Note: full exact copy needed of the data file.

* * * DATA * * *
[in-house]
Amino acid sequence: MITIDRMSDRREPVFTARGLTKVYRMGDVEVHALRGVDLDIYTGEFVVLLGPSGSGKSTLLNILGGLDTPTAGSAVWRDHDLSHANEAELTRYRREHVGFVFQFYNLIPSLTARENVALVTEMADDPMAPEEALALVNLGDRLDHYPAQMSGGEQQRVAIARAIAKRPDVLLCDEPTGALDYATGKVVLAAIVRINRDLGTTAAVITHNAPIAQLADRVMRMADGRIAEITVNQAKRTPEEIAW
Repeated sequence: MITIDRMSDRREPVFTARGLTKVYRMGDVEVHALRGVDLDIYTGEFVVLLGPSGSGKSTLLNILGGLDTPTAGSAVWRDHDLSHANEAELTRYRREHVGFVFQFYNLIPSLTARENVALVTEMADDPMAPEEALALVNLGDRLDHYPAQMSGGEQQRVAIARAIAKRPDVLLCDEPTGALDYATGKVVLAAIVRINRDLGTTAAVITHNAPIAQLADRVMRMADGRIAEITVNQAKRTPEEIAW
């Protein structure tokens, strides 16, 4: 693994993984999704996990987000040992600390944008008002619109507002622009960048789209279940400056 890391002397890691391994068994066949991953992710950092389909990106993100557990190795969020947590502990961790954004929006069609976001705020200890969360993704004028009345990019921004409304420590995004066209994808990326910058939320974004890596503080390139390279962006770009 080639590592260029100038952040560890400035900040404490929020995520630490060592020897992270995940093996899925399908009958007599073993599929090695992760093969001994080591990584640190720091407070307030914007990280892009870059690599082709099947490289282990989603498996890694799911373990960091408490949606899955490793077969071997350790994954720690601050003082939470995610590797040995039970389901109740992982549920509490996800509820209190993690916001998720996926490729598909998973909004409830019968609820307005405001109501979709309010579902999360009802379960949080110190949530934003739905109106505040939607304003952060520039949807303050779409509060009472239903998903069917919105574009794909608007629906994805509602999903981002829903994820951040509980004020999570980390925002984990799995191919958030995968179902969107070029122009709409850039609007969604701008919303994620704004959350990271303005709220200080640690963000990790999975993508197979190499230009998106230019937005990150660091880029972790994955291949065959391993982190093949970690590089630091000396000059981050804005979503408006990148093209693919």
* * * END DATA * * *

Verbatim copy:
[in-house]
Amino acid sequence: MITIDRMSDRREPVFTARGLTKVYRMGDVEVHALRGVDLDIYTGEFVVLLGPSGSGKSTLLNILGGLDTPTAGSAVWRDHDLSHANEAELTRYRREHVGFVFQFYNLIPSLTARENVALVTEMADDPMAPEEALALVNLGDRLDHYPAQMSGGEQQRVAIARAIAKRPDVLLCDEPTGALDYATGKVVLAAIVRINRDLGTTAAVITHNAPIAQLADRVMRMADGRIAEITVNQAKRTPEEIAW
Repeated sequence: MITIDRMSDRREPVFTARGLTKVYRMGDVEVHALRGVDLDIYTGEFVVLLGPSGSGKSTLLNILGGLDTPTAGSAVWRDHDLSHANEAELTRYRREHVGFVFQFYNLIPSLTARENVALVTEMADDPMAPEEALALVNLGDRLDHYPAQMSGGEQQRVAIARAIAKRPDVLLCDEPTGALDYATGKVVLAAIVRINRDLGTTAAVITHNAPIAQLADRVMRMADGRIAEITVNQAKRTPEEIAW
């Protein structure tokens, strides 16, 4: 693994993984999704996990987000040992600390944008008002619109507002622009960048789209279940400056 890391002397890691391994068994066949991953992710950092389909990106993100557990190795969020947590502990961790954004929006069609976001705020200890969360993704004028009345990019921004409304420590995004066209994808990326910058939320974004890596503080390139390279962006770009 080639590592260029100038952040560890400035900040404490929020995520630490060592020897992270995940093996899925399908009958007599073993599929090695992760093969001994080591990584640190720091407070307030914007990280892009870059690599082709099947490289282990989603498996890694799911373990960091408490949606899955490793077969071997350790994954720690601050003082939470995610590797040995039970389901109740992982549920509490996800509820209190993690916001998720996926490729598909998973909004409830019968609820307005405001109501979709309010579902999360009802379960949080110190949530934003739905109106505040939607304003952060520039949807303050779409509060009472239903998903069917919105574009794909608007629906994805509602999903981002829903994820951040509980004020999570980390925002984990799995191919958030995968179902969107070029122009709409850039609007969604701008919303994620704004959350990271303005709220200080640690963000990790999975993508197979190499230009998106230019937005990150660091880029972790994955291949065959391993982190093949970690590089630091000396000059981050804005979503408006990148093209693919």